Amazon has announced the launch of Amazon Halo, that can track user’s emotions !
E-commerce giant Amazon has announced the launch of Amazon Halo, a health and wellness tracker that the company claims can track its users’ emotions by listening to the tone of their voice.
The Wall Street Journal reports that e-commerce giant Amazon has announced its latest product, Amazon Halo, a health and wellness tracker which Amazon claims can analyze a user’s voice to track their emotions. The wristband can also track body-fat percentage, heart rate, and it’s users’ activity and sleep.
The product marks Amazon’s first foray into the health and wellness industry and will be available for early order in the United States now. Amazon claims that it can monitor users’ social and emotional well-being under the “Tone” feature by analyzing a user’s voice, offering insights into their “energy and positivity.”
The Halo bands companion app will also suggest workouts an healthy habits for users, supported by content from both Amazon, 8fit, Harvard Health Publishing, Mayo Clinic, and other groups. Amazon claims that the HaloBand’s battery lasts up to seven days and can be fully charged in under 90 minutes.
Amazon is offering the Halo Band and six months of Halo membership for an early access price of $64.99, before increasing it to its regular retail price of $99.99. The membership renews for $3.99 a month after the first six months.
Amazon has previously faced scrutiny over it’s other user-focused devices such as its smart home assistant Amazon Alexa. In January, the MIT Technology Review reported that Amazon Alexa home assistant devices are listening in on people’s conversations, a theory that has been around for some time but has never been confirmed.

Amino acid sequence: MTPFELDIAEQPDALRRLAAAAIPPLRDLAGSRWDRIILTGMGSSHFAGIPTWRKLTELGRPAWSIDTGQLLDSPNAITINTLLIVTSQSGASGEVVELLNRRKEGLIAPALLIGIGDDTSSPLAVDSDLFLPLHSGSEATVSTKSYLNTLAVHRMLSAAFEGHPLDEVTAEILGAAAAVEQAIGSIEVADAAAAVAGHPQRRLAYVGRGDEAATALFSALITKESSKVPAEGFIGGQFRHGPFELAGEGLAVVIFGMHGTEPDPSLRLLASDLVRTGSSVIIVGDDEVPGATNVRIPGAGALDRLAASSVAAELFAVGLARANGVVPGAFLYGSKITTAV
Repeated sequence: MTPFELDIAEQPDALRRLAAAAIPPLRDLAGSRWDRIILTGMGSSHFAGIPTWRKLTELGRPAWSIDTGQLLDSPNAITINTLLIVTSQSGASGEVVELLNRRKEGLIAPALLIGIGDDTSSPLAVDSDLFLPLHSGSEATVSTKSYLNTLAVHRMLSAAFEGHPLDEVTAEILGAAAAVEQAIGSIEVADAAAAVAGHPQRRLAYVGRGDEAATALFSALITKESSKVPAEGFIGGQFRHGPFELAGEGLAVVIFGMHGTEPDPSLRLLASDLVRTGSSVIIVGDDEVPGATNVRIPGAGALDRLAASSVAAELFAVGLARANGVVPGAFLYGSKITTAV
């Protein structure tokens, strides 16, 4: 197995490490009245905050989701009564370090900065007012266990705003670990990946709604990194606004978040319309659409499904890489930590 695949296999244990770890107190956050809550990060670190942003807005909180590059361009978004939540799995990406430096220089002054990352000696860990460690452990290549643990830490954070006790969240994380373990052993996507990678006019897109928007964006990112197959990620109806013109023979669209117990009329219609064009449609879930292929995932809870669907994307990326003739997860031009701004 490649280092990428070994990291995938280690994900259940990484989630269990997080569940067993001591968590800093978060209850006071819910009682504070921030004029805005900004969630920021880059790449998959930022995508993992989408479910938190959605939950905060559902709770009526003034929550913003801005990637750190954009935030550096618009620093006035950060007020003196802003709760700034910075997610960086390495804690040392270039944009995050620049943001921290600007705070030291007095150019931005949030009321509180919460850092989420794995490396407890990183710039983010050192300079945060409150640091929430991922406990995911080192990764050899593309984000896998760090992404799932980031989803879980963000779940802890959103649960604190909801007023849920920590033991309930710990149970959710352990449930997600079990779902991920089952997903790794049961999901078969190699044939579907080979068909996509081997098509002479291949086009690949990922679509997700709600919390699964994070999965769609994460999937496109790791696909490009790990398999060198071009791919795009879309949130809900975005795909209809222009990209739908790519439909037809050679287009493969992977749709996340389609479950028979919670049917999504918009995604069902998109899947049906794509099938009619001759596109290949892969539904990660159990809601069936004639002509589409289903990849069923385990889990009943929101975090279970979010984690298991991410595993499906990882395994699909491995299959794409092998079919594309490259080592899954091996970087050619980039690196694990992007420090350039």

The MIT Technology Review reports:
Beyond all the things I’ve clearly asked Alexa to do, in the past several months it has also tuned in, frequently several times a day, for no obvious reason. It’s heard me complain to my dad about something work-related, chide my toddler about eating dinner, and talk to my husband—the kinds of normal, everyday things you say at home when you think no one else is listening.
And that’s precisely why it’s terrifying: this sort of mundane chitchat is my mundane chitchat. I invited Alexa into our living room to make it easier to listen to Pandora and occasionally check the weather, not to keep a log of intimate family details or record my kid saying “Mommy, we going car” and forward it to Amazon’s cloud storage.
The MIT Technology Review notes that constant recording is one of the unfortunate downsides of home assistants that constantly listen for wake words such as “Alexa!” or “Hey, Siri!”
Through 2019, Amazon faced continual bad news about its Alexa-powered devices on the subject of user privacy and security. Reports were published showing that Amazon employees and contractors located in India, Costa Rica, and Romania had ready access to users’ recordings and spent nine hours a day listening to the snippets.
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